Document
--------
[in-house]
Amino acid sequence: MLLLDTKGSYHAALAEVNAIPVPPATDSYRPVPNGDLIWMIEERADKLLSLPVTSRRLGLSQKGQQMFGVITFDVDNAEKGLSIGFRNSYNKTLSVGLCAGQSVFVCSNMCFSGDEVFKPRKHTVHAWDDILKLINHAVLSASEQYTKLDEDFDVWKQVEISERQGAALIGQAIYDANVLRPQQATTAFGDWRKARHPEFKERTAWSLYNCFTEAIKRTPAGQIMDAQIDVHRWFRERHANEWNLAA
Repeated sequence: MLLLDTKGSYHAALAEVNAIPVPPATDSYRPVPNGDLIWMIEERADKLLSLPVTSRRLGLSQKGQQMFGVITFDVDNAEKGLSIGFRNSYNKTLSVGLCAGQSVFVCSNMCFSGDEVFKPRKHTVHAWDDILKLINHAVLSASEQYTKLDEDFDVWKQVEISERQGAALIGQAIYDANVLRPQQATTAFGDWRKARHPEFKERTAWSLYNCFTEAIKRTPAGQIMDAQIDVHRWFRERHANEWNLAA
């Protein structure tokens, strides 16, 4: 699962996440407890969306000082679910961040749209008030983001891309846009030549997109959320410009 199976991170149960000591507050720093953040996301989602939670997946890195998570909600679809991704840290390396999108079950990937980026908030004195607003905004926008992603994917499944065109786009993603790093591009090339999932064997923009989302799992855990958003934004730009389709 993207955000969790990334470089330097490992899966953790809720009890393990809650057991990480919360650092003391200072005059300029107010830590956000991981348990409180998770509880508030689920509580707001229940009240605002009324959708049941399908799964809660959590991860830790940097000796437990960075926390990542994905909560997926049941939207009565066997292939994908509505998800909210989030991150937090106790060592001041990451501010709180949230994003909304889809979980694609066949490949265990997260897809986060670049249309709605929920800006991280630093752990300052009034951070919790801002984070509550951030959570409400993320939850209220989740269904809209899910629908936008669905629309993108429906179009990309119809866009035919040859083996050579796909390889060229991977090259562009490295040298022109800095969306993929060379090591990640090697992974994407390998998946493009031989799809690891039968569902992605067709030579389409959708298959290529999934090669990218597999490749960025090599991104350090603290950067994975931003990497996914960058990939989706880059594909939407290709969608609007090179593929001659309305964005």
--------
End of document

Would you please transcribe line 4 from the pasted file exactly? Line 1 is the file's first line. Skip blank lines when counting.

């Protein structure tokens, strides 16, 4: 699962996440407890969306000082679910961040749209008030983001891309846009030549997109959320410009 199976991170149960000591507050720093953040996301989602939670997946890195998570909600679809991704840290390396999108079950990937980026908030004195607003905004926008992603994917499944065109786009993603790093591009090339999932064997923009989302799992855990958003934004730009389709 993207955000969790990334470089330097490992899966953790809720009890393990809650057991990480919360650092003391200072005059300029107010830590956000991981348990409180998770509880508030689920509580707001229940009240605002009324959708049941399908799964809660959590991860830790940097000796437990960075926390990542994905909560997926049941939207009565066997292939994908509505998800909210989030991150937090106790060592001041990451501010709180949230994003909304889809979980694609066949490949265990997260897809986060670049249309709605929920800006991280630093752990300052009034951070919790801002984070509550951030959570409400993320939850209220989740269904809209899910629908936008669905629309993108429906179009990309119809866009035919040859083996050579796909390889060229991977090259562009490295040298022109800095969306993929060379090591990640090697992974994407390998998946493009031989799809690891039968569902992605067709030579389409959708298959290529999934090669990218597999490749960025090599991104350090603290950067994975931003990497996914960058990939989706880059594909939407290709969608609007090179593929001659309305964005």